Two Market Distortions Do Not a Free Market Make
According to an article in the Wall Street Journal, Mayor Michael Bloomberg proposed that New York City assess a $300 permit fee on film shoots, in an effort to assuage the city’s budgetary problems.
This represents an unfortunate trend in public policy: to counteract the negative consequences of one policy, government officials propose another policy that further distorts the market, instead of repealing the first policy. It’s similar to the way in which the federal government subsidizes the production of corn, then proposes to tax products made with corn syrup. If New York City were serious about solving its budgetary problems, perhaps it would consider eliminating the 5-percent film tax credit that it offers to producers, instead of slapping fees on top of subsidies.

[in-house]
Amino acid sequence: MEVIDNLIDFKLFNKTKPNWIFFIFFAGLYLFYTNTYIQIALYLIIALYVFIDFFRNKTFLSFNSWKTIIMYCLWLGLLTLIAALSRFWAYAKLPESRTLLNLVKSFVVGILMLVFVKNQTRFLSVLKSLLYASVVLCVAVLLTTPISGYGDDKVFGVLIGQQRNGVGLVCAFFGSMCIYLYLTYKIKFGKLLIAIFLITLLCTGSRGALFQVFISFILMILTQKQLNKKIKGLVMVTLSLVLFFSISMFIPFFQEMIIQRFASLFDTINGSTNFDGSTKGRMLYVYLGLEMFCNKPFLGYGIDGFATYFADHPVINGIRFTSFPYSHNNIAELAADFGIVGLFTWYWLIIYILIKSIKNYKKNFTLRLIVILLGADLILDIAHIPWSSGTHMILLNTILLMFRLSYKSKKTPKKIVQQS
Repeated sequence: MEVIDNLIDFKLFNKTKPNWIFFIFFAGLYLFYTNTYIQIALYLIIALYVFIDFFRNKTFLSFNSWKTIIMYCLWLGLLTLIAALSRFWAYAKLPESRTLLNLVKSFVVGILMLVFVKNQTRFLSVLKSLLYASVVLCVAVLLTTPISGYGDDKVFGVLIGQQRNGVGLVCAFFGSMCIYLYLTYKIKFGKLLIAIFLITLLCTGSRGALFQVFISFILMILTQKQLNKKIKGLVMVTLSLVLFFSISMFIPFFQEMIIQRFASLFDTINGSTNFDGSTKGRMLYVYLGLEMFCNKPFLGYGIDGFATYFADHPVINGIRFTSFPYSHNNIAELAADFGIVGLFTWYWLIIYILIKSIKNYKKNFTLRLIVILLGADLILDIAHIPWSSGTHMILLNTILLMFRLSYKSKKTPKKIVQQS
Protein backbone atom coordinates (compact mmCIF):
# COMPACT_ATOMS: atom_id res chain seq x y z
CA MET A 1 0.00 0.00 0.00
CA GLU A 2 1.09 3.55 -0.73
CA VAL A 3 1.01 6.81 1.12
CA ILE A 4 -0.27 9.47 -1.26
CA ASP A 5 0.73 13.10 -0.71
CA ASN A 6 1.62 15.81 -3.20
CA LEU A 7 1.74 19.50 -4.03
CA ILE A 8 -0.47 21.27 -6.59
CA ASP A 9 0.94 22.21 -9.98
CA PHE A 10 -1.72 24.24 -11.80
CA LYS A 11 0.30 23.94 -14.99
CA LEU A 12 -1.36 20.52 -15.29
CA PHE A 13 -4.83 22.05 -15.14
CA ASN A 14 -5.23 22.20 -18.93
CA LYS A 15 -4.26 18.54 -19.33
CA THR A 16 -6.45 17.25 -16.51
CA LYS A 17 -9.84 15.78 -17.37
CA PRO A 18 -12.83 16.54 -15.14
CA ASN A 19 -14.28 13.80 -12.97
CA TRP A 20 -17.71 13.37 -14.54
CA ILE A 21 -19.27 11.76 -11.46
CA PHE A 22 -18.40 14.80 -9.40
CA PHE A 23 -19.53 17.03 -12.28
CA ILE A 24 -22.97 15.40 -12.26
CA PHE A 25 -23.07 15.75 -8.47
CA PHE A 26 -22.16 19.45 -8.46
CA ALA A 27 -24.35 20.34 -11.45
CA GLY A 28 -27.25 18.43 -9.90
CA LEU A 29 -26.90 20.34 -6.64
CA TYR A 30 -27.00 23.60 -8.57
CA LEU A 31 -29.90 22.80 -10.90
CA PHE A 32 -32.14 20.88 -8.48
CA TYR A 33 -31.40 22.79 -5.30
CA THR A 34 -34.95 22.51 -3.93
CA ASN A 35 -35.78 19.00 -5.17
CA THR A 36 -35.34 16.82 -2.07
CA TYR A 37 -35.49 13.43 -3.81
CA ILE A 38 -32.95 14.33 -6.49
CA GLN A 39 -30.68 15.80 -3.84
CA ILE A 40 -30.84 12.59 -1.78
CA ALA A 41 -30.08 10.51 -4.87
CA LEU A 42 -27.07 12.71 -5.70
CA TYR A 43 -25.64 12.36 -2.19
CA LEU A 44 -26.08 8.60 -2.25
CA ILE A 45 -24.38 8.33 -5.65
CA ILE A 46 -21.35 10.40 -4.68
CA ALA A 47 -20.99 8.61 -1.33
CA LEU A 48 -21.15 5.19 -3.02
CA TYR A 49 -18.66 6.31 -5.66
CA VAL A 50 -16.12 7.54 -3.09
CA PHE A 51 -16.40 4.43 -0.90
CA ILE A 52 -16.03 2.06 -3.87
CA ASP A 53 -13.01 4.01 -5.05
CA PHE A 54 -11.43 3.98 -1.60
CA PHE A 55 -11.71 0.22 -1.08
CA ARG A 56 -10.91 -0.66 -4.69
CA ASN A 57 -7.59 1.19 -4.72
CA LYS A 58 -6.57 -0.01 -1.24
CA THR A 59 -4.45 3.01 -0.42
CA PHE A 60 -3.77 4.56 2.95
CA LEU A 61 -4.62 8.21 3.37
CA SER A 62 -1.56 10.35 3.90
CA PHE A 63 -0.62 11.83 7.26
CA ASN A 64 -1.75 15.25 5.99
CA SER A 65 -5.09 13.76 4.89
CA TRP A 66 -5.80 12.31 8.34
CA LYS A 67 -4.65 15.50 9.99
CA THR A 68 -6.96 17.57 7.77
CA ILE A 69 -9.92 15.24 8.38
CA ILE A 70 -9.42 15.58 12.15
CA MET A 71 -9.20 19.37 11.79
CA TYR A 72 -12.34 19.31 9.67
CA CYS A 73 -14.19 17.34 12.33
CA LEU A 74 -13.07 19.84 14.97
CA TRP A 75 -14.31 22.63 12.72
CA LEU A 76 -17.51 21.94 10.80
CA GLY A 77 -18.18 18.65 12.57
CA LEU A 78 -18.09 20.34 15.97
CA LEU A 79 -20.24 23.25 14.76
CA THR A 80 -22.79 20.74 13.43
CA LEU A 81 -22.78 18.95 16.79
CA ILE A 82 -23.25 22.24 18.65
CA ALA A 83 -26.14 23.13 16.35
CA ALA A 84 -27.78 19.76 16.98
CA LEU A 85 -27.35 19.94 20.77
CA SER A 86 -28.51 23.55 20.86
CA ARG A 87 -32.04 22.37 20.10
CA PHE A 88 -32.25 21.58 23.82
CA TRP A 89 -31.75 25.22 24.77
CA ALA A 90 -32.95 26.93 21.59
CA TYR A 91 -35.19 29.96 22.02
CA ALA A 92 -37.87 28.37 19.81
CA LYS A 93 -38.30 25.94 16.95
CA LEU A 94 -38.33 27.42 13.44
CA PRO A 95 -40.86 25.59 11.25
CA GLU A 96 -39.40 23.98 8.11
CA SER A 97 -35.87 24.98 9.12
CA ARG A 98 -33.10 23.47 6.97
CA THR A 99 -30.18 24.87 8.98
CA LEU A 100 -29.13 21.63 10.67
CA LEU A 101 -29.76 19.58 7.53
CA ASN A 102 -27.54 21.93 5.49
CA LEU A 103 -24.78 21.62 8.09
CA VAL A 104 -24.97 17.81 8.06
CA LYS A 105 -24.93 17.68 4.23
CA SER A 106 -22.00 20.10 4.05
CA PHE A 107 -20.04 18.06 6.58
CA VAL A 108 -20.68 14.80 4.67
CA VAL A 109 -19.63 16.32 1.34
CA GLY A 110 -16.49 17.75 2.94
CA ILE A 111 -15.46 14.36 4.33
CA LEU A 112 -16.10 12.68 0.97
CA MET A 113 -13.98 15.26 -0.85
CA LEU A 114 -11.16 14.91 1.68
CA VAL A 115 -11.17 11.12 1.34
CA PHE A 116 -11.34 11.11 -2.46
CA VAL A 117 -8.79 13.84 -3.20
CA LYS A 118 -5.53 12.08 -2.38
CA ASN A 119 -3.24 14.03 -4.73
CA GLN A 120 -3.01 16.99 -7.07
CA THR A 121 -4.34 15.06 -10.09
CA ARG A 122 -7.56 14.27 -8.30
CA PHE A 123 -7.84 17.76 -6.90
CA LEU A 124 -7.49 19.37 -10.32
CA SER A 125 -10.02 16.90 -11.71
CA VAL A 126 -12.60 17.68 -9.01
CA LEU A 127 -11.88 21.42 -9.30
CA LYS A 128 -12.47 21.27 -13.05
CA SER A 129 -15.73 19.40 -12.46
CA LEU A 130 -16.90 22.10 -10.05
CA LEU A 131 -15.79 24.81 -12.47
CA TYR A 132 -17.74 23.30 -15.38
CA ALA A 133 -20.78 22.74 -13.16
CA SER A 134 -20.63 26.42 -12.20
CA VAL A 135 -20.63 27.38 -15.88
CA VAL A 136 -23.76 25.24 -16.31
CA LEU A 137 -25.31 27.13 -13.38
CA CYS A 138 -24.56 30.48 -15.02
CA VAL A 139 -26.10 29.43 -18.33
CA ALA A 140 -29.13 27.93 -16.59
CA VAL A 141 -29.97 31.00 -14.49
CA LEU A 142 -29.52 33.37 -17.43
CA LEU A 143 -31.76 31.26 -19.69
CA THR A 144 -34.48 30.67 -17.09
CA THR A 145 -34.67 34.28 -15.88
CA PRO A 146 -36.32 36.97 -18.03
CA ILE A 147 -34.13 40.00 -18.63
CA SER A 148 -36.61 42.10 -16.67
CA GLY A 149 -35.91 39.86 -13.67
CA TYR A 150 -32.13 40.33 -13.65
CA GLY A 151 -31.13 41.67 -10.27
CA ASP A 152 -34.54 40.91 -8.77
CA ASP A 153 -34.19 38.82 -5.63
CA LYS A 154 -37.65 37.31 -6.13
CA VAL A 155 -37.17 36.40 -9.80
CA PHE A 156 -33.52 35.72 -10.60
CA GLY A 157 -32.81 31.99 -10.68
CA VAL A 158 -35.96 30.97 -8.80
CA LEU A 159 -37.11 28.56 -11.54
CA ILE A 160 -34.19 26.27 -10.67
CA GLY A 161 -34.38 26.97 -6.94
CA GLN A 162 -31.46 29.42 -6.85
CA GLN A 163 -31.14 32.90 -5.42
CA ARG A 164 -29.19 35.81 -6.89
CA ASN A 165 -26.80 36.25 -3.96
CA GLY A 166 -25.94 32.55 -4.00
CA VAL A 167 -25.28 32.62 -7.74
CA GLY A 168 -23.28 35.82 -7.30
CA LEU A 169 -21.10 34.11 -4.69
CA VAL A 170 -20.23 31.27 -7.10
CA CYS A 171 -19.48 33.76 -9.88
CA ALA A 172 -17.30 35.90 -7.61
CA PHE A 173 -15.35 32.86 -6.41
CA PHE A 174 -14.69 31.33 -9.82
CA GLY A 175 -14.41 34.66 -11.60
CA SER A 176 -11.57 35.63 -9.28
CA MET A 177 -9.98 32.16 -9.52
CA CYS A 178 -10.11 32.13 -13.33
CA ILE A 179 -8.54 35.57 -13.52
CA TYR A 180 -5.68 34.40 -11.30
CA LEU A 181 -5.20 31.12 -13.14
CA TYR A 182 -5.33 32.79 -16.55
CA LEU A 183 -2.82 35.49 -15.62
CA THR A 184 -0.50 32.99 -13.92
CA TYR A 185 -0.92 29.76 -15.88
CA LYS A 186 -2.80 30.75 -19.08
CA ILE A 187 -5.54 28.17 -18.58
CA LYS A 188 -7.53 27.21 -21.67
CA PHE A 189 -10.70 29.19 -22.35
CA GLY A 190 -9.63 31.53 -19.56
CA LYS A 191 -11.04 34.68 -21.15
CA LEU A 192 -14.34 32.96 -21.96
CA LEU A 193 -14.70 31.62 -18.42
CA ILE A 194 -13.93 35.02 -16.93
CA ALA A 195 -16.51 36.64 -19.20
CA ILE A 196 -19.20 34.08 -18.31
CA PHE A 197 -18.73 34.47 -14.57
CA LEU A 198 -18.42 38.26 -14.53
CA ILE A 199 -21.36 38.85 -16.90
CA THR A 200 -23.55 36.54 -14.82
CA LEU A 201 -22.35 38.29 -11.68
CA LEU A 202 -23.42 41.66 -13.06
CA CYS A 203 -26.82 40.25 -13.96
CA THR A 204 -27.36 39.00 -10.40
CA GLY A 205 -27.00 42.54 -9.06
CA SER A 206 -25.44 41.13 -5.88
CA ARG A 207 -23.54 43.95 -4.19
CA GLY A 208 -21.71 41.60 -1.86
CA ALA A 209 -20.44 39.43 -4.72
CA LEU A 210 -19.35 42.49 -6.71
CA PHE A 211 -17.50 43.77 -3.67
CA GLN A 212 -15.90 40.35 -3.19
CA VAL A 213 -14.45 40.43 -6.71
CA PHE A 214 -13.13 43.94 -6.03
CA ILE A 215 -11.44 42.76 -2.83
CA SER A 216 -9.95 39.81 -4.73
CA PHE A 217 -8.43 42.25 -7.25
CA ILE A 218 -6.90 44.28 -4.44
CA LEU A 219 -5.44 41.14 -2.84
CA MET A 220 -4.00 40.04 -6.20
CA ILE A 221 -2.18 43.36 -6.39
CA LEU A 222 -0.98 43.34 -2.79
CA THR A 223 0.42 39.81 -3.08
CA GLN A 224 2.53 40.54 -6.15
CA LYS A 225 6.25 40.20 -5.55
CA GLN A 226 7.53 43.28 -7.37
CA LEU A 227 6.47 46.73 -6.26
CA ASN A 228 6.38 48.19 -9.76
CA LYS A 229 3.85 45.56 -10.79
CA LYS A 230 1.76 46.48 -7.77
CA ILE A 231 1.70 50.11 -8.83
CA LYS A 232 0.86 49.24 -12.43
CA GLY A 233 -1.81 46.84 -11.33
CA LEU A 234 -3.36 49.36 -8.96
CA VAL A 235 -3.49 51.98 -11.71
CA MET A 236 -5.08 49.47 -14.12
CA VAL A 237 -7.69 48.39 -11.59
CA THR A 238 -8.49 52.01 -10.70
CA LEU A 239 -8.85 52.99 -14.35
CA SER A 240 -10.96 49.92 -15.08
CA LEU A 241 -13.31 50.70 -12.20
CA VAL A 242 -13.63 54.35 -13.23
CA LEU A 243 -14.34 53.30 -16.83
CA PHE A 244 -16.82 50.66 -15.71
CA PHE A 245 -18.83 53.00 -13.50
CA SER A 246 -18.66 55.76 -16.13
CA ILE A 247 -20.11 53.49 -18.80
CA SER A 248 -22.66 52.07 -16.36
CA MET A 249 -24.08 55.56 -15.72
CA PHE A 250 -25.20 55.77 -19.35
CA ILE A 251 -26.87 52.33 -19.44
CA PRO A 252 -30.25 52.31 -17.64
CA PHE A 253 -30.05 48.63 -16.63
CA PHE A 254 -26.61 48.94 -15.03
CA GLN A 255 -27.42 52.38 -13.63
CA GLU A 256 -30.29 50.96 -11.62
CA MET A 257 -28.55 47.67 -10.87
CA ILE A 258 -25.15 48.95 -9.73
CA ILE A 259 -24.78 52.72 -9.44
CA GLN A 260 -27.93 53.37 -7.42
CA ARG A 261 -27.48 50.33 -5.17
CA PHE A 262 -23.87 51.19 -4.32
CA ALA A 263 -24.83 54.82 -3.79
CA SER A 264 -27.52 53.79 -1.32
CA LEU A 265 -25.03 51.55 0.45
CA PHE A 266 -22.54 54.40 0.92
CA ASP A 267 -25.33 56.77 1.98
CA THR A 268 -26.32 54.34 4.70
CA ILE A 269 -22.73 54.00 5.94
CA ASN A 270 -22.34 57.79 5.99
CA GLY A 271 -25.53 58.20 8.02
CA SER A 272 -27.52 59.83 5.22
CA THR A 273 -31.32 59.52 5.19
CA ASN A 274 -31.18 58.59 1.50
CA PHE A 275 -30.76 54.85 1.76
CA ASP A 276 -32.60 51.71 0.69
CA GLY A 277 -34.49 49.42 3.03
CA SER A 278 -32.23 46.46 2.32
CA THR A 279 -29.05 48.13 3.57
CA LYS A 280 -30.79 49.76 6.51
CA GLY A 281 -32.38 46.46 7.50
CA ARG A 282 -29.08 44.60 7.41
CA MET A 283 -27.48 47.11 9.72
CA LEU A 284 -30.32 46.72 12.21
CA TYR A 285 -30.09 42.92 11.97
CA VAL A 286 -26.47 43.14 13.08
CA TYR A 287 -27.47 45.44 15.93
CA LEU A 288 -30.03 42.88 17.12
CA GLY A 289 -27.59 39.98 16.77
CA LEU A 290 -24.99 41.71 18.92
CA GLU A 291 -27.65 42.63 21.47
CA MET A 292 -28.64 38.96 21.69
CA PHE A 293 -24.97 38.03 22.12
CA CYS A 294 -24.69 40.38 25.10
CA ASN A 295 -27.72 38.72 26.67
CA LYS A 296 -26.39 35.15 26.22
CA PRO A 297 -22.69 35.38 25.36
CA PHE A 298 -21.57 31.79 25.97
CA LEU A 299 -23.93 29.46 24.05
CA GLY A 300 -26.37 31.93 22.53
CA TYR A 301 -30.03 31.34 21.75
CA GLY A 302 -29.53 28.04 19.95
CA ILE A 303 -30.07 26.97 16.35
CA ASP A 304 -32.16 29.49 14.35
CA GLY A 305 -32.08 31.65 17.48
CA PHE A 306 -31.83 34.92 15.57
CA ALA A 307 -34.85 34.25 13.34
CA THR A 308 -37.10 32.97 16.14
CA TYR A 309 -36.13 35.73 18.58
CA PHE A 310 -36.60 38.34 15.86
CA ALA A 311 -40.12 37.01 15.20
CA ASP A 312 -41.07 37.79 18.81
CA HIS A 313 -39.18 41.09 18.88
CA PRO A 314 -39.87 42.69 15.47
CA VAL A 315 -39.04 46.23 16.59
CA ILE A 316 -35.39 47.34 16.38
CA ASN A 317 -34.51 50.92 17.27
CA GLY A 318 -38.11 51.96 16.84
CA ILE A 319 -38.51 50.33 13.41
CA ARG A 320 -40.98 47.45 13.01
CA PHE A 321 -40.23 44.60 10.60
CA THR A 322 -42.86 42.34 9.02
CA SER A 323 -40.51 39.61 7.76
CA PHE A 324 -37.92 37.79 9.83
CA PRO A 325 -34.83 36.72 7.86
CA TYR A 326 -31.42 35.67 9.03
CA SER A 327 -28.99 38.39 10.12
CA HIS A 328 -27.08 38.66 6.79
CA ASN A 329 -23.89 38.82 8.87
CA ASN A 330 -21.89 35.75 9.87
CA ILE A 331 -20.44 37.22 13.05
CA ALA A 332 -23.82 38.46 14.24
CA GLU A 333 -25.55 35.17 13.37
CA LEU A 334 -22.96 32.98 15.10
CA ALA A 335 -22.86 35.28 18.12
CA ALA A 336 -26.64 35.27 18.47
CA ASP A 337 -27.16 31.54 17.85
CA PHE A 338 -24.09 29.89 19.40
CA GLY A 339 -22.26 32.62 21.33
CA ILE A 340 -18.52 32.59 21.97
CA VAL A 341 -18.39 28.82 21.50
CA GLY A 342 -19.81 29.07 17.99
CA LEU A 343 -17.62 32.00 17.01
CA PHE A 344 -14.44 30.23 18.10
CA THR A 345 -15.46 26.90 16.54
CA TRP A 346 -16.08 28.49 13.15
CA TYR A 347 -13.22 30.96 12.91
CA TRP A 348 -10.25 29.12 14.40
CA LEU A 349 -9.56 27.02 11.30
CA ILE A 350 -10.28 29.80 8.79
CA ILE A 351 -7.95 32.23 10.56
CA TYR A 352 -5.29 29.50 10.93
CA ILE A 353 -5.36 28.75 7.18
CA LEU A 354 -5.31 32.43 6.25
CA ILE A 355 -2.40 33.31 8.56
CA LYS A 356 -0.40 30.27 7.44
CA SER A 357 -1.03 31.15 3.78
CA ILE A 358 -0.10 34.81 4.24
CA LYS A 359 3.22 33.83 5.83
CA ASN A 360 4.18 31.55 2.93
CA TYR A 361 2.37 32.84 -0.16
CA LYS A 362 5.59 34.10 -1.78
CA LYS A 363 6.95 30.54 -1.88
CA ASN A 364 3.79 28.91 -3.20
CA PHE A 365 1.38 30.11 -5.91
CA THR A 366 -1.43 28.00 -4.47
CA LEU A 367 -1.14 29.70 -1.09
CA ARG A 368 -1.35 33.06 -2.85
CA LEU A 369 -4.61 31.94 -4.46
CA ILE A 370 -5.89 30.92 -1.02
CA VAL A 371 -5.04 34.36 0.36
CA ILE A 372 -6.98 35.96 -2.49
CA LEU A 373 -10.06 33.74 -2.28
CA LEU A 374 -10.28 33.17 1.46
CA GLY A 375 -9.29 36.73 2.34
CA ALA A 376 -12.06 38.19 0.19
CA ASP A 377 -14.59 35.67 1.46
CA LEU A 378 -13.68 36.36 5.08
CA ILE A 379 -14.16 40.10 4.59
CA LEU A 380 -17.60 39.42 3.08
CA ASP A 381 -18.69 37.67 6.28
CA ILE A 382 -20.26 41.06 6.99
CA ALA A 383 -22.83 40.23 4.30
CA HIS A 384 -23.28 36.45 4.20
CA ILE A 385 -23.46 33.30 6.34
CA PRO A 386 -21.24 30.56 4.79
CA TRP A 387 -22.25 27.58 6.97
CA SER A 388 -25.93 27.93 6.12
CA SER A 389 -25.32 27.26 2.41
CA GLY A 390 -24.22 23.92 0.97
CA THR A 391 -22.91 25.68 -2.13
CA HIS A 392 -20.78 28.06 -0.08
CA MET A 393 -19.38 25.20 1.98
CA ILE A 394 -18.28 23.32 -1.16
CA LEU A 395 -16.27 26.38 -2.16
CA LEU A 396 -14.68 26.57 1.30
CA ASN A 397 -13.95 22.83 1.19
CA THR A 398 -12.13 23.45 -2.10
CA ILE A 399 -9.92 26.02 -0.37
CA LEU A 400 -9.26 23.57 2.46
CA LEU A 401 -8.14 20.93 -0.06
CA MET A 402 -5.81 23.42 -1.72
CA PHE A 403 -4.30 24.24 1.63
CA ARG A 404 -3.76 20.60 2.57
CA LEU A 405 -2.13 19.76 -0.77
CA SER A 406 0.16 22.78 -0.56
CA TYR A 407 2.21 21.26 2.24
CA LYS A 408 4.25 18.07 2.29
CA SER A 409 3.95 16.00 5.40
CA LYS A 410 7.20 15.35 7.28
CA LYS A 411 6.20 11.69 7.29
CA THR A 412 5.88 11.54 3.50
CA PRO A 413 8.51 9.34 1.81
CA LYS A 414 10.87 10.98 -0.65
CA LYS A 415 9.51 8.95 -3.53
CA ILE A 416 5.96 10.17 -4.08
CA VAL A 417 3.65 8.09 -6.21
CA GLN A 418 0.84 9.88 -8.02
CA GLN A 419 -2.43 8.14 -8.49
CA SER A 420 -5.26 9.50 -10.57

I have additional concerns about the policy. From the article:
“Everybody I’ve talked to about this—and I’ve called a number of producers—they couldn’t stop laughing because it’s $300 one time,” said Mr. Bloomberg. “They go anyplace else, they pay $1,000 every two weeks. And it’s such a small percentage of their budget.”
If a producer is in Bloomberg’s list of contacts, he has probably already experienced success in the film or television industry and has a large budget. I am skeptical that Bloomberg has any small-scale, independent filmmakers on speed-dial. Additionally, I’m not surprised at all that these large-scale producers would support an additional barrier to entry in the film industry — the fee positively affects them because it protects them from future competitors. This is a prime example of rent seeking.
Mayor Michael Bloomberg […] said the fee was too small to impact Hollywood business decisions.
Although $300 may not be significant to productions with large budgets, this fee could have a measurable effect on smaller, independent productions. Many of these producers will decide to move away from New York City as a result of this policy, and it’s possible that some of them may end up in Missouri. According to the Missouri Film Commission, Missouri does not require local film permits.